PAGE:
A statement on increasing church participation by Illinois NDP Coordinator Claudia Dunne included in the packet reads, "[W]e are looking forward to assembling the BODY OF CHRIST so we are covered as to why we haven't invited Mormons, Muslims, etc....[W]e want everyone to come to the NDP events, but the only people who get to the microphone are those we know have a personal relationship with Christ."
Although the Task Force, based at Dobson's Focus on the Family headquarters in Colorado Springs, is a private group, its events dominate the observances of the National Day of Prayer and it often seeks quasi-official status.
The National Day of Prayer was formally approved by Congress in 1952, and in 1988 it was permanently set by Congress as the first Thursday of each May. An NDP event was held May 6 in the U.S. House of Representatives' Cannon Office Building with participation by Senate Chaplain Lloyd Ogilvie, U.S. Rep. Steve Largent (R-Okla.) and other public officials.
Among them was Gen. Barry McCaffrey, the nation's "drug czar," who announced that the federal government will work with religious groups to promote "faith-based initiatives" to combat drug abuse.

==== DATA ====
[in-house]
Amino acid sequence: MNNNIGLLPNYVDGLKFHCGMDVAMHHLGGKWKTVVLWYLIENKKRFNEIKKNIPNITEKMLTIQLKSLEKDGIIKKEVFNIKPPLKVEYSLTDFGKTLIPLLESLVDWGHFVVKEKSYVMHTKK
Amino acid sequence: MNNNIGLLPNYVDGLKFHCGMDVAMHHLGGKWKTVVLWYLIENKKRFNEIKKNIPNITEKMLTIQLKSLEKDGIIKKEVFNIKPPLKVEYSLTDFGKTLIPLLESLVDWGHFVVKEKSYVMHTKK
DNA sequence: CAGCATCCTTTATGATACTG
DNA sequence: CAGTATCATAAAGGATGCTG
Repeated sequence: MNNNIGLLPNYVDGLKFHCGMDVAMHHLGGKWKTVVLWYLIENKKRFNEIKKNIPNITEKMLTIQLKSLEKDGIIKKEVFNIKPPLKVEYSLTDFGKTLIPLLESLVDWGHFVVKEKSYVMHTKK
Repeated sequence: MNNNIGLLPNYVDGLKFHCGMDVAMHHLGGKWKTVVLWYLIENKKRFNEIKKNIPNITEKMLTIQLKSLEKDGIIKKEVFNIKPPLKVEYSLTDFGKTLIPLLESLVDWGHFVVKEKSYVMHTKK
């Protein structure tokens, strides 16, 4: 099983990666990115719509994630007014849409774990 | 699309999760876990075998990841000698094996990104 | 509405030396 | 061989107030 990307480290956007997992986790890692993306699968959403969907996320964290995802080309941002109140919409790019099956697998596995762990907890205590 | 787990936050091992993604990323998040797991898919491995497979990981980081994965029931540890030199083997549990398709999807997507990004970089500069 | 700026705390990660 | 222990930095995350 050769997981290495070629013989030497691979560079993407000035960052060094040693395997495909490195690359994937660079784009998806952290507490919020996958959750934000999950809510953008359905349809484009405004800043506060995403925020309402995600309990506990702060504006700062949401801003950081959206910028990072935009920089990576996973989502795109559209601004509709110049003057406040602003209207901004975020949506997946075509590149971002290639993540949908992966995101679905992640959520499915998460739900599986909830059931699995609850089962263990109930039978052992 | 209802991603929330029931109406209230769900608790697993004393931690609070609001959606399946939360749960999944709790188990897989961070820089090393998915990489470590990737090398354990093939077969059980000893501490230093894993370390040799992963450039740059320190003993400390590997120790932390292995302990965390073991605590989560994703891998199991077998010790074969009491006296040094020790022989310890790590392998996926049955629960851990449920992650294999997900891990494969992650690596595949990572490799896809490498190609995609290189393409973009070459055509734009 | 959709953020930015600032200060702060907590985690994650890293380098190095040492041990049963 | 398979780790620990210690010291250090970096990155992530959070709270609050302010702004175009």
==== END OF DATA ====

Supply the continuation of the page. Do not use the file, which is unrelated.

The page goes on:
Also speaking was Alabama Judge Roy Moore, who achieved national notoriety in 1997 for refusing to remove a Ten Commandments plaque from his courtroom wall and opening jury sessions with Christian prayers. During his remarks, Moore called for official prayer in public schools.
Americans United charged that the National Day of Prayer has been hijacked by Religious Right organizations that are using it to promote their religious political agenda. Task Force materials distributed this year distorted Supreme Court decisions and gave a false impression of U.S. history.